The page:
As WCBS 880 Long Island Bureau Chief Mike Xirinachs reported, Cuomo signed the legislation during an event at Bethpage High School.
“If you don’t break the law, you don’t have anything to worry about,” the governor said. “And if you’re speeding in front of a school, you should have something to worry about, because it is reckless.
“These cameras will save lives.”
The cameras will operate during and immediately before and after school activities. Speeders caught by the devices will be mailed a $50 ticket, but the infraction would not affect their auto insurance rates.
Nassau and Suffolk counties on Long Island will receive up to 125 cameras; New York City already has 20 of the devices and can now add up to 120 more.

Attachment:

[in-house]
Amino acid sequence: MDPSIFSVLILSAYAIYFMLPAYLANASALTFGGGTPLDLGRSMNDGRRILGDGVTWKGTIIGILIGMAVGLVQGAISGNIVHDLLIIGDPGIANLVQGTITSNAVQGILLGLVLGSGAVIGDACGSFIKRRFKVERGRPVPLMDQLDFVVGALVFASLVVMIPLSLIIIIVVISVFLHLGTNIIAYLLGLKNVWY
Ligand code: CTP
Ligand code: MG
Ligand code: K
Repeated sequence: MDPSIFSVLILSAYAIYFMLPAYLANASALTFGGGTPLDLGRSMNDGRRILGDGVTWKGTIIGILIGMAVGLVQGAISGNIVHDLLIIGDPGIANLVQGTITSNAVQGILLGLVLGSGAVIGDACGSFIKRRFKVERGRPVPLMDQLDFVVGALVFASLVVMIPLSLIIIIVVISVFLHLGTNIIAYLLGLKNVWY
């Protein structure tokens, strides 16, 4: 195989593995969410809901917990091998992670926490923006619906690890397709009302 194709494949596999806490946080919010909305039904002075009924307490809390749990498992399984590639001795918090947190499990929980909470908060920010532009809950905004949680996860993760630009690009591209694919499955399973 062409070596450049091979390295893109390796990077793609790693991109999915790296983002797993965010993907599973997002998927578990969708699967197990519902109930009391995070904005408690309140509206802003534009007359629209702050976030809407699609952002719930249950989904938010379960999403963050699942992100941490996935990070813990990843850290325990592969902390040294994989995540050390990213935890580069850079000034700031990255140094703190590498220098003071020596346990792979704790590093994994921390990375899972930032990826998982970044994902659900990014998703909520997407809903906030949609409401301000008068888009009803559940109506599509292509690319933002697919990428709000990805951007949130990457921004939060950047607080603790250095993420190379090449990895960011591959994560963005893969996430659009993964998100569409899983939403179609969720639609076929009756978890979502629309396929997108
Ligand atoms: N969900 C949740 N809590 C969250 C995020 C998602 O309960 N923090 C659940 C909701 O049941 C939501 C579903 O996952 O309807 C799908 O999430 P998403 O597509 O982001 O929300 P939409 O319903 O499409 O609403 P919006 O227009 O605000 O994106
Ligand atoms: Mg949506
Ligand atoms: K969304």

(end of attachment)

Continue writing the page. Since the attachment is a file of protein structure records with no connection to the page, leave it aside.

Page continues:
While local governments stand to raise millions of dollars in revenue from the cameras, supporters said they are primarily meant to increase safety around schools. In New York City, the automated devices are a part of Mayor Bill de Blasio’s “Vision Zero” campaign to reduce traffic fatalities.
“We’re one step closer to putting in place an important safeguard to keep our children safe,” Suffolk County Executive Steve Bellone said Wednesday during Cuomo’s signing ceremony in Bethpage. “Speed cameras send a simple message to drivers: If you go over the speed limit, you will receive a ticket. The answer is, quite simply, don’t risk it.”
Cuomo’s office cited data showing that a child struck by a car traveling at 40 mph faces a 70 percent chance of dying, while a child struck by a vehicle going 30 mph faces a 20 percent chance of death.
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